Three young men, one of them not yet 20, recently arrived in the Florida Panhandle, fresh-faced and eager to pursue their dreams at the cradle of American naval aviation.
Kaleb Watson was so driven that, at only 23 years old, he had already bought a house in the area and had mowed its lawn. Mohammed Haitham, 19, traveled back to his home down the coast to watch his kid brother play high school football. Cameron Walters, 21, graduated just a week and a half ago from boot camp, which he told loved ones he had actually enjoyed.
All three sailors were fatally shot on Friday at Naval Air Station Pensacola when a Saudi military trainee with a handgun opened fire inside a classroom building. Eight others were injured before the gunman was killed by a sheriff’s deputy. The F.B.I. said it was investigating the attack under the presumption that it was an act of terrorism.
On Sunday, family and friends of the three dead remembered them as loving and responsible young men starting to make their way in the world.
Officers told the mothers of two of the victims that their sons died trying to confront the gunman.
“What you saw was people running to the danger to try to save others,” Gov. Ron DeSantis of Florida said in a news conference after a funeral procession for the three men, whose remains were flown to Dover Air Force Base in Delaware for autopsies.
Governor DeSantis singled out Ensign Watson, whom he said deserved posthumous honors for his bravery. The ensign’s commanding officer told his parents that the young man had jumped over a desk or counter when the gunman started shooting.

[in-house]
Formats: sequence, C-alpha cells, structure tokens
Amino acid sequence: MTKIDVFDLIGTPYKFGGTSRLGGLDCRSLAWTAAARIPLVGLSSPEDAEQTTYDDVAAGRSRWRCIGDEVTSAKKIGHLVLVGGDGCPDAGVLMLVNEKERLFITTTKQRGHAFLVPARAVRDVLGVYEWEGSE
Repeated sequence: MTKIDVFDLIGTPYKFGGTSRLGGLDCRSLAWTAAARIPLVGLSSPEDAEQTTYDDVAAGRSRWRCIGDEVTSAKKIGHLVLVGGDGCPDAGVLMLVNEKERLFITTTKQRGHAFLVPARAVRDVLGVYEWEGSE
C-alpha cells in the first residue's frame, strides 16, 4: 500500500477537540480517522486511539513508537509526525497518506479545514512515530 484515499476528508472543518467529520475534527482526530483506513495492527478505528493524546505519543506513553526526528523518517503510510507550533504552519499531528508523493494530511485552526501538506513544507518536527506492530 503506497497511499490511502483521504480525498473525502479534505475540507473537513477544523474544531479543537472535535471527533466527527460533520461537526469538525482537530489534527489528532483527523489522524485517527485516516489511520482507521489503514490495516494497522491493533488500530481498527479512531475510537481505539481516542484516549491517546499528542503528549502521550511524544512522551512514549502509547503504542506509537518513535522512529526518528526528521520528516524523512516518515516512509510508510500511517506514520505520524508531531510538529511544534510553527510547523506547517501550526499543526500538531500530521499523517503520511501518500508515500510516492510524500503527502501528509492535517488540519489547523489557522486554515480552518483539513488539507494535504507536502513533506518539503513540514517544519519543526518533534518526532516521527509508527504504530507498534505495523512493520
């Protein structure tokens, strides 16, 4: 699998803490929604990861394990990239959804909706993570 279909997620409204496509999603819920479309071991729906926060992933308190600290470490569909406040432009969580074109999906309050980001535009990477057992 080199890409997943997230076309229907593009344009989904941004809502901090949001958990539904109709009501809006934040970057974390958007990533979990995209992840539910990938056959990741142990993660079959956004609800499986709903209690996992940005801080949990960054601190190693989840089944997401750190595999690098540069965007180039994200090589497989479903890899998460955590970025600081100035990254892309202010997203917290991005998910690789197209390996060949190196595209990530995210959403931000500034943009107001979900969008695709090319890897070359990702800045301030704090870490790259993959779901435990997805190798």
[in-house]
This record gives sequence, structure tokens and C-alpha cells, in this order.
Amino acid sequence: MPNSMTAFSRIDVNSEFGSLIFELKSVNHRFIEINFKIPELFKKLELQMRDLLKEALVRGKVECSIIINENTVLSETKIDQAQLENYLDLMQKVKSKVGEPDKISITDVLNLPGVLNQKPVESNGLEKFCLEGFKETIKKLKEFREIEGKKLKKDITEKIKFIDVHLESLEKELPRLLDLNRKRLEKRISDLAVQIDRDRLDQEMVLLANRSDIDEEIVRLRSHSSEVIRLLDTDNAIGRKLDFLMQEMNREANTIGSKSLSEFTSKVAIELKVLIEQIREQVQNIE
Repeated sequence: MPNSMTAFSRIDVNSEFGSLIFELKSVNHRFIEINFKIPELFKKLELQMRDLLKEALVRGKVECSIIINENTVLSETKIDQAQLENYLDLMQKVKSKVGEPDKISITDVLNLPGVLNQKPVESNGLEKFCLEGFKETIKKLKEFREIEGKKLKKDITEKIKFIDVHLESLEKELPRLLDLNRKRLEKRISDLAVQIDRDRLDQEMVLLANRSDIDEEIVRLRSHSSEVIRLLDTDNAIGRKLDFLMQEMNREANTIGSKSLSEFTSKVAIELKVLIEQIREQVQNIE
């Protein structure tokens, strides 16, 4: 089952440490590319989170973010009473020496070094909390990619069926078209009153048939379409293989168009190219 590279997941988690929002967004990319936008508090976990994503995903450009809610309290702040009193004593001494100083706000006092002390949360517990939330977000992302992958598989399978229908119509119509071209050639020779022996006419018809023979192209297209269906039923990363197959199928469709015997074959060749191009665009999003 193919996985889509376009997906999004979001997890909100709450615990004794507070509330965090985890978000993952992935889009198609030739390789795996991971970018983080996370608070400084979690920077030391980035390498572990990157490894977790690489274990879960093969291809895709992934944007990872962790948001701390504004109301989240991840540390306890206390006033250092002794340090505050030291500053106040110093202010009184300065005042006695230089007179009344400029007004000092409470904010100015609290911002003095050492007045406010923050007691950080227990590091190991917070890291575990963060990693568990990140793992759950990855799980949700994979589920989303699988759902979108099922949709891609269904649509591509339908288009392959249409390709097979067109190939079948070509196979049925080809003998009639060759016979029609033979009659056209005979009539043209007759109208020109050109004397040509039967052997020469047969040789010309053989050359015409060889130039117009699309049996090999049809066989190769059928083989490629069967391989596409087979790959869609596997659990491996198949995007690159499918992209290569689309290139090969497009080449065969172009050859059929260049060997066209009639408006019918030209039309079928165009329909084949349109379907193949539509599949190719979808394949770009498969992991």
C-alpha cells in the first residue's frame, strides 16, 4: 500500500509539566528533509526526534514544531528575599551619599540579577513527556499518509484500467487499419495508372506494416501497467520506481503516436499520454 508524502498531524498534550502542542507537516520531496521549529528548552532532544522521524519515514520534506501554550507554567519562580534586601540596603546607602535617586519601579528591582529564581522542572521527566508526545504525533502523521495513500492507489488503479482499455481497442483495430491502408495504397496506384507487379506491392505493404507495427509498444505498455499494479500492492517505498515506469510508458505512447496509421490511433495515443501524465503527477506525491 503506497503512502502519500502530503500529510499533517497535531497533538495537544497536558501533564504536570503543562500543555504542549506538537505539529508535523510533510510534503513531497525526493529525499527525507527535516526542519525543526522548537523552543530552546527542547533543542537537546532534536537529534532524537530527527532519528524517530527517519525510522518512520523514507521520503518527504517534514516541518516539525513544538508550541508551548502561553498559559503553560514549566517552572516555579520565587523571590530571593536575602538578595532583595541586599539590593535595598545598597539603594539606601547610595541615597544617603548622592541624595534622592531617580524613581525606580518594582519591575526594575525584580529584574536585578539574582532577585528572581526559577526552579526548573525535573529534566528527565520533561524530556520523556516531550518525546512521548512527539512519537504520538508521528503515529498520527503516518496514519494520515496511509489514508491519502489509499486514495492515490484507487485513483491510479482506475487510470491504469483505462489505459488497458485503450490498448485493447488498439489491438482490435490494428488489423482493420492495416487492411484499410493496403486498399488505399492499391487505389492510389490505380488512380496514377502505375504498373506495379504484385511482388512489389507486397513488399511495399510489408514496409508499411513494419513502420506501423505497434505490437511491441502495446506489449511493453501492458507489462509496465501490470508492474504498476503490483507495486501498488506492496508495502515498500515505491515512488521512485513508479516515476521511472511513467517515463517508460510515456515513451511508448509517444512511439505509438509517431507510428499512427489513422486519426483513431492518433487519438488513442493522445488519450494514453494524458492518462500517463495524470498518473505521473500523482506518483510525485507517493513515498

“He hollered back for people to get out, to run, and he tackled him,” Sheila Watson, Ensign Watson’s mother, said in an interview, her voice wavering with emotion. “He was fighting with him, trying to unarm him, and he was shooting my baby.”
Ensign Watson was shot five times. He managed to crawl out of the classroom building, Ms. Watson said, and gave emergency personnel a description of the gunman and his location, “and then he collapsed.”
She recalled her son telling his parents from the time he was in the United States Naval Academy about how he would respond if he was faced with an active shooter: “He told us, ‘Mom, Dad, if I’m ever confronted with them, you know I’m going in full force.’ And that’s what he did.”
Ensign Watson, whose given name was Joshua but who went by his middle name, Kaleb, was the youngest of three brothers. He first wanted to be a Marine, like one of his uncles, and later a Navy SEAL, his mother said. He ultimately decided to become a pilot, so he could have a military career and later perhaps a civilian career as well.
He was a skilled marksman, captain of his high school rifle team in Enterprise, Ala., and later at the Naval Academy in Annapolis, Md. He moved to Pensacola two weeks ago to begin flight training.
He had purchased a five-bedroom home — along with a leather sectional sofa, a lawn mower and weed trimmer, his mother said — and was looking forward to renting rooms in it to other aviation students and to living only a couple of hours’ drive away from his parents.
The family spent Thanksgiving together, and Ensign Watson and his father, Benjamin Watson, both Auburn fans, watched the Iron Bowl. Then, for the first time in the five years since he left for the Naval Academy, the young man helped cut down a Christmas tree and decorate it.
“He was the one that put the angel on top,” Ms. Watson said. “And it’s still there.”